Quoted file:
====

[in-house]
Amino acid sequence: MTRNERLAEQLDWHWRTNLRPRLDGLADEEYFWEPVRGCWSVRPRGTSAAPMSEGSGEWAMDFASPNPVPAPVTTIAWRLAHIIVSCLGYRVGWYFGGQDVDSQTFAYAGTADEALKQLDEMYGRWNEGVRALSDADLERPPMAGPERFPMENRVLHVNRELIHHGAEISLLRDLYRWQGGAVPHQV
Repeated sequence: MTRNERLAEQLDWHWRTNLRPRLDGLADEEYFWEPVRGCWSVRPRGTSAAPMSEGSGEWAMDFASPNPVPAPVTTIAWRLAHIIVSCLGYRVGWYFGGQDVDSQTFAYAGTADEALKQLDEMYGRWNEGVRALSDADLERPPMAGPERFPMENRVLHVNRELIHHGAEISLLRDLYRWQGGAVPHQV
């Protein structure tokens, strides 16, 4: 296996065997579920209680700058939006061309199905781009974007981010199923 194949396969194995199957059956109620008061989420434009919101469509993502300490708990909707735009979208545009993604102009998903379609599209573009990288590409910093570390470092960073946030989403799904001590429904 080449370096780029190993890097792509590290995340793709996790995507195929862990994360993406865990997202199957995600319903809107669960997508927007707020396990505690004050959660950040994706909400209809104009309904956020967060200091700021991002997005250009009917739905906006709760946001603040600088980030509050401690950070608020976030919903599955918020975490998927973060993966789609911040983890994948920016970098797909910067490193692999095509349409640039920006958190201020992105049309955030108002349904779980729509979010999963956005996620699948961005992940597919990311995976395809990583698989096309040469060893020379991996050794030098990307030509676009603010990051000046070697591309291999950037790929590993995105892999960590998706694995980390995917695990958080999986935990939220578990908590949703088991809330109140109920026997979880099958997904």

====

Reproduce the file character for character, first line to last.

[in-house]
Amino acid sequence: MTRNERLAEQLDWHWRTNLRPRLDGLADEEYFWEPVRGCWSVRPRGTSAAPMSEGSGEWAMDFASPNPVPAPVTTIAWRLAHIIVSCLGYRVGWYFGGQDVDSQTFAYAGTADEALKQLDEMYGRWNEGVRALSDADLERPPMAGPERFPMENRVLHVNRELIHHGAEISLLRDLYRWQGGAVPHQV
Repeated sequence: MTRNERLAEQLDWHWRTNLRPRLDGLADEEYFWEPVRGCWSVRPRGTSAAPMSEGSGEWAMDFASPNPVPAPVTTIAWRLAHIIVSCLGYRVGWYFGGQDVDSQTFAYAGTADEALKQLDEMYGRWNEGVRALSDADLERPPMAGPERFPMENRVLHVNRELIHHGAEISLLRDLYRWQGGAVPHQV
């Protein structure tokens, strides 16, 4: 296996065997579920209680700058939006061309199905781009974007981010199923 194949396969194995199957059956109620008061989420434009919101469509993502300490708990909707735009979208545009993604102009998903379609599209573009990288590409910093570390470092960073946030989403799904001590429904 080449370096780029190993890097792509590290995340793709996790995507195929862990994360993406865990997202199957995600319903809107669960997508927007707020396990505690004050959660950040994706909400209809104009309904956020967060200091700021991002997005250009009917739905906006709760946001603040600088980030509050401690950070608020976030919903599955918020975490998927973060993966789609911040983890994948920016970098797909910067490193692999095509349409640039920006958190201020992105049309955030108002349904779980729509979010999963956005996620699948961005992940597919990311995976395809990583698989096309040469060893020379991996050794030098990307030509676009603010990051000046070697591309291999950037790929590993995105892999960590998706694995980390995917695990958080999986935990939220578990908590949703088991809330109140109920026997979880099958997904």